Making the iPhone a killer business device

The device has potential, but Apple needs to meet corporate needs

After the release of the iPhone 3G (and the iPhone 2.0 update for first-generation iPhones), I reviewed the challenges facing corporate IT departments integrating the iPhone as a business device. In that three-part series, I looked at how to handle mass iPhone configuration and deployments, how to configure the iPhone to function in an Exchange environment , and the issues and rewards involved in developing custom in-house iPhone apps.

One thing became clear: The iPhone is unique. While it offers numerous features, its origins as a consumer device still leave in place a number of challenges when adopting it in the enterprise.

To its credit, Apple has dealt with a number of these issues, allowing the iPhone to be pre-configured for users, supporting secure networking and offering Exchange support -- including Exchange security policy support and the ability to remotely wipe a lost or stolen phone. But there's more Apple can do to meet corporate needs, from the perspective of both IT staffers and business users.

Here are 10 things that Apple could -- and should -- offer to make the iPhone a killer business device.

1. Provide expanded configuration and restriction options for administrators

Apple's iPhone Configuration Utility gives administrators a way to automatically configure a handful of features on the iPhone. Areas like e-mail/Exchange server and account information, passcode and auto-lock policies, wireless networking and VPN configuration, and installation of security certificates can be configured for users with configuration profiles that can be manually loaded onto each iPhone, distributed by e-mail or hosted on a Web site.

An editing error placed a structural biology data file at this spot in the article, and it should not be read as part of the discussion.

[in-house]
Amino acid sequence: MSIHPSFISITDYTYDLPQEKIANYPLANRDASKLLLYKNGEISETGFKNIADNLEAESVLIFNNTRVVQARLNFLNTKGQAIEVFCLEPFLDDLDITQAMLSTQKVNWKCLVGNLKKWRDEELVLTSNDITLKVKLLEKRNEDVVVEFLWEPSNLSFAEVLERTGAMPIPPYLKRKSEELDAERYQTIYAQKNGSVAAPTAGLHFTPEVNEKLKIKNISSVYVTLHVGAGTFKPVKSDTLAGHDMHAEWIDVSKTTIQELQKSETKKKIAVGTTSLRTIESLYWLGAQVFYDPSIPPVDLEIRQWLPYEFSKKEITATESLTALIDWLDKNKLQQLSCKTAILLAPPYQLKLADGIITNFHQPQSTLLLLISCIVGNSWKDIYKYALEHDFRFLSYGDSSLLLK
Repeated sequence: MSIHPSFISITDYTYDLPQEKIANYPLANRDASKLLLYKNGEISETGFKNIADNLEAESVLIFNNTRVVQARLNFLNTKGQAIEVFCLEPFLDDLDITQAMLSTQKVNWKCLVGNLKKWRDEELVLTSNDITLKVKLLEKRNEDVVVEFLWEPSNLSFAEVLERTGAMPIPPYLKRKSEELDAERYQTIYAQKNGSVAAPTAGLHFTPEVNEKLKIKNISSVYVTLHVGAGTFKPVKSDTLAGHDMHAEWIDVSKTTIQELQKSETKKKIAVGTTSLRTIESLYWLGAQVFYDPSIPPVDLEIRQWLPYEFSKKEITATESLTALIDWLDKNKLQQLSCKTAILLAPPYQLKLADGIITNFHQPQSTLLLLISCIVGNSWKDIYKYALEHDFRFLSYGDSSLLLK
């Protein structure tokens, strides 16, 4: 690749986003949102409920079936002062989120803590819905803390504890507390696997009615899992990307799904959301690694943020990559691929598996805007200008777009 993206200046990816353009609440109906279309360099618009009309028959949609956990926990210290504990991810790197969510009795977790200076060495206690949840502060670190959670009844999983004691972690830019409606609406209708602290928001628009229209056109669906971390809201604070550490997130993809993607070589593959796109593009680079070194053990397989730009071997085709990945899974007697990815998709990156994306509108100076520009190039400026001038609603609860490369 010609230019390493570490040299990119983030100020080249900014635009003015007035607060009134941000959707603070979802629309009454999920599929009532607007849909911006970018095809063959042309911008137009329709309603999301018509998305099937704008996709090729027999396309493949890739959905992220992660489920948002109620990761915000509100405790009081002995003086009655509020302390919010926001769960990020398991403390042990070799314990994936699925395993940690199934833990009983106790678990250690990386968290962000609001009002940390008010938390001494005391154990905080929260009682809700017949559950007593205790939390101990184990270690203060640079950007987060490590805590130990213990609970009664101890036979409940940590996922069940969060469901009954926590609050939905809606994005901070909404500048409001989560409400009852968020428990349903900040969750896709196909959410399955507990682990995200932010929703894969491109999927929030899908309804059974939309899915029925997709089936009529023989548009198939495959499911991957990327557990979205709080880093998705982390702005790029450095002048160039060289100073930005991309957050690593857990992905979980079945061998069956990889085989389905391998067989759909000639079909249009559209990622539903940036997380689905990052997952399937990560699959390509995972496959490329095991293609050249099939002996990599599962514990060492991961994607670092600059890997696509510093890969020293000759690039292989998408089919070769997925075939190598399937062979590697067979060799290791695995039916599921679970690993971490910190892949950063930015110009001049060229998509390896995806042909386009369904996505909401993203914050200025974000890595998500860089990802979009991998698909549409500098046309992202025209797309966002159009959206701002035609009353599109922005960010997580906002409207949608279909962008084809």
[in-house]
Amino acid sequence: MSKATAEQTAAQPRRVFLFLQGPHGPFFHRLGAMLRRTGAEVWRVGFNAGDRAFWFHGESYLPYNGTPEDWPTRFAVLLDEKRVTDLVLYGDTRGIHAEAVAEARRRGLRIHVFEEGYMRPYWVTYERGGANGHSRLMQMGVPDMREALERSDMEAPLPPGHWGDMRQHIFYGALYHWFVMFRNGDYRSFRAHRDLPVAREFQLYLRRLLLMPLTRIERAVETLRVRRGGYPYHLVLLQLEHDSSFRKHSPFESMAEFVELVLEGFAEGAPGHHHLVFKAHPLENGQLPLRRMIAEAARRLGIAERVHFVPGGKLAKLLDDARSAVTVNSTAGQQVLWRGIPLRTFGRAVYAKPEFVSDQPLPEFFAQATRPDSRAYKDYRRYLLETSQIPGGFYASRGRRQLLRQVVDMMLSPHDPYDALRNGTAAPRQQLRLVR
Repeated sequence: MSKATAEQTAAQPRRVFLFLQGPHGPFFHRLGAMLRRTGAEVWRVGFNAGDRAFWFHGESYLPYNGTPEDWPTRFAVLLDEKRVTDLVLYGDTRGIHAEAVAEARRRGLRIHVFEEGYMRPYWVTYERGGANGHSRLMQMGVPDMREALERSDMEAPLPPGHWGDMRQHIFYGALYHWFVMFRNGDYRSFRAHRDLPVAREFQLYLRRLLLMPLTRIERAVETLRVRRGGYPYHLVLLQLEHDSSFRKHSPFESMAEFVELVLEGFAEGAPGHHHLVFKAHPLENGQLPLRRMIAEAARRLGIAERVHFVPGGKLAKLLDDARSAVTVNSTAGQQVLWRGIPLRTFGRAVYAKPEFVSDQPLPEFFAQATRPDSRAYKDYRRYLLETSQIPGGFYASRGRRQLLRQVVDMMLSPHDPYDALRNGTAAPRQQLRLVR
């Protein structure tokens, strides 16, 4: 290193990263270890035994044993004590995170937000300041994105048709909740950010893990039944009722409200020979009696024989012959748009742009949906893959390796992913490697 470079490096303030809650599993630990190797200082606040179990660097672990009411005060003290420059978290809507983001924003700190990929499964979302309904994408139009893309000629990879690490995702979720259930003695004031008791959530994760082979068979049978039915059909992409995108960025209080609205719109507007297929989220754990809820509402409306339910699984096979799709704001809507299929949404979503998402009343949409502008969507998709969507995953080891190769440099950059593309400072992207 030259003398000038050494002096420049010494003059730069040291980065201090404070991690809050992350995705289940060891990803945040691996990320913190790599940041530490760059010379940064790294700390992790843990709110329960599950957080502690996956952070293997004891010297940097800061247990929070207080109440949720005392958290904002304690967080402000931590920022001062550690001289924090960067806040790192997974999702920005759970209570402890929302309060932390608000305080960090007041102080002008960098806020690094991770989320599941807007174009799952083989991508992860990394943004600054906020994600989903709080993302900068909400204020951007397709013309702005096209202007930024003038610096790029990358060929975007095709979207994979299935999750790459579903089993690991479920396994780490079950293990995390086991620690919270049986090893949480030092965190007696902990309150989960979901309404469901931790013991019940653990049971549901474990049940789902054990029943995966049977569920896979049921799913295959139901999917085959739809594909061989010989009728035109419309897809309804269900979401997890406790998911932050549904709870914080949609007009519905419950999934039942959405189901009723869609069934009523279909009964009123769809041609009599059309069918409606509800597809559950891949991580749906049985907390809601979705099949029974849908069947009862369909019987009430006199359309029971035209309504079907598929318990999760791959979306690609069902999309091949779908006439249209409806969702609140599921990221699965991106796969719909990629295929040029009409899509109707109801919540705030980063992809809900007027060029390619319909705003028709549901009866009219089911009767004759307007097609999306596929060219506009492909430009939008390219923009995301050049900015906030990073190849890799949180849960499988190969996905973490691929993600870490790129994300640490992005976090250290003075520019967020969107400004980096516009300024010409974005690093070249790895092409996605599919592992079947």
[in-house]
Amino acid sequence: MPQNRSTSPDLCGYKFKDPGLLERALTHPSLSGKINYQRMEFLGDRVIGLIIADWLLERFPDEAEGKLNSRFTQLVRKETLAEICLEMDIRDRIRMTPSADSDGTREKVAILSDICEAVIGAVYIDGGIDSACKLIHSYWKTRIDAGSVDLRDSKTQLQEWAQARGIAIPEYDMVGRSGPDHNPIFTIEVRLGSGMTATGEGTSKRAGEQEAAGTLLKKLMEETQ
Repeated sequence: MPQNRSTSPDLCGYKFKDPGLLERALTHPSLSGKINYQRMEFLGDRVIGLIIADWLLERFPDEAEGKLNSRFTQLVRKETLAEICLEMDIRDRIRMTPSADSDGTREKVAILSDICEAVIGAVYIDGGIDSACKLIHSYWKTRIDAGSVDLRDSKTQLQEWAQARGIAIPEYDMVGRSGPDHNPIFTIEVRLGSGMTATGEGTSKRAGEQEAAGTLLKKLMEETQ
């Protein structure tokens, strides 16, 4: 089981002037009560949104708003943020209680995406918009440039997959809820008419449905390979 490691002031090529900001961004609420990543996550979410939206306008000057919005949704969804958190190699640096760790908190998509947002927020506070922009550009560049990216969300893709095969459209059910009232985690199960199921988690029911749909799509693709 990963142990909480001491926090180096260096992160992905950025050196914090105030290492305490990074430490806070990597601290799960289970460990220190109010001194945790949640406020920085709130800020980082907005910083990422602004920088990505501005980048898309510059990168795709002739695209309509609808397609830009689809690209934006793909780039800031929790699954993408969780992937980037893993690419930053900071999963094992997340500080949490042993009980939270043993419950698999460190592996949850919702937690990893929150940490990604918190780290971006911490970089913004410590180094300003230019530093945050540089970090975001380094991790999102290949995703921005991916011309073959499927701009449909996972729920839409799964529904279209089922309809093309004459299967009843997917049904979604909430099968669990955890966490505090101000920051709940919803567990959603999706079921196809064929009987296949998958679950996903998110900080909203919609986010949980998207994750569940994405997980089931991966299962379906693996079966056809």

While the options for configuration profiles cover several core areas, they're still limited. A quick look at the iPhone's Settings application shows other areas a business might want to configure: the use of direct push or periodic fetch for new e-mail and other data, the ability to enable Bluetooth and location services; access restrictions on, for example, explicit content in the iPod application or built-in apps such as Safari, YouTube, the iTunes Wi-Fi store, the built-in camera and the App Store; and security settings for Safari.

Moving beyond the Settings application itself, administrators would benefit from being able to preconfigure additional applications, though this might be more difficult with third-party applications. Perhaps most importantly, administrators should be able to restrict access to any installed application, particularly since there's no way to remove any of Apple's built-in apps. What better way to really secure the device and ensure it is used appropriately and in accordance with company policies or local laws?

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Ryan Faas

Computerworld
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